Thank you for sharing this wonderful watch.
Unfortunately, I do not have much information to add. As @Modest_Proposal
wrote, the movement is a caliber 19CH, which was Longines' second chronograph movement. As shown above, there are two variants of the movement. Both are based on the time-only caliber 19A. This information comes from Patrick Linder's book on Longines, entitled "At the Heart of an Industrial Vocation".
As for your example, the condition is fantastic. Though I do not recall seeing another example with the same handset, the style looks appropriate for the era. The enamel dial is lovely, with red numbers for the chronograph minute counter and outer scale. I agree with your estimate of circa 1890 as the production or original invoice date. I suppose that the watch was originally sold in France, given the "M" by the stem.
Admittedly, I do not entirely understand how these chronograph movements work. I think that they use some sort of vertical clutch, rather than a horizontal clutch. I wonder if the chronograph is engaged/disengaged via a lever (red arrow) that acts on a vertical pin (green arrow), which is attached to a hidden lever (part number 506, Linder) that extends to the driving wheel (blue lever). In its current position (reset), the tooth of the lever is between columns on the column wheel. Starting the chronograph would cause the lever to pivot down and right, which would presumably move the pin and hidden lever away from the driving wheel.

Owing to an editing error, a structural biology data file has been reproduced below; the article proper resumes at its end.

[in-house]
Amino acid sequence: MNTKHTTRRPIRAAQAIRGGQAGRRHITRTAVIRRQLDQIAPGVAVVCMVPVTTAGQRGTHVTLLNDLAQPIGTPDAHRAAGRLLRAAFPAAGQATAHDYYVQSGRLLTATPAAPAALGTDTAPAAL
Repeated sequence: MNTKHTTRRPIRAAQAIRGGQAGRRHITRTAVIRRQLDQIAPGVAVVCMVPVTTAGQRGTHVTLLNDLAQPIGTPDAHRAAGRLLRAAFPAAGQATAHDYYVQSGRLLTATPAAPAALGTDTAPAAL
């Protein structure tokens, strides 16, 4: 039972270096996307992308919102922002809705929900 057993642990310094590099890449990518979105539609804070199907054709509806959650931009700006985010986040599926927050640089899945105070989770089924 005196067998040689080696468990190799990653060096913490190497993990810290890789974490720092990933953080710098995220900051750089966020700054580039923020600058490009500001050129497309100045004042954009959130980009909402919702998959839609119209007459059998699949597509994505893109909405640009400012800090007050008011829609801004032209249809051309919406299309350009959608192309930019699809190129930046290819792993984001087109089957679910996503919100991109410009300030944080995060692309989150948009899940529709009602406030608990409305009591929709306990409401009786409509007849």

Anyway, it is a fascinating and uncommon watch. Examples of Longines' first chronograph, the 20H, seem to be more common than examples of the 19CH.
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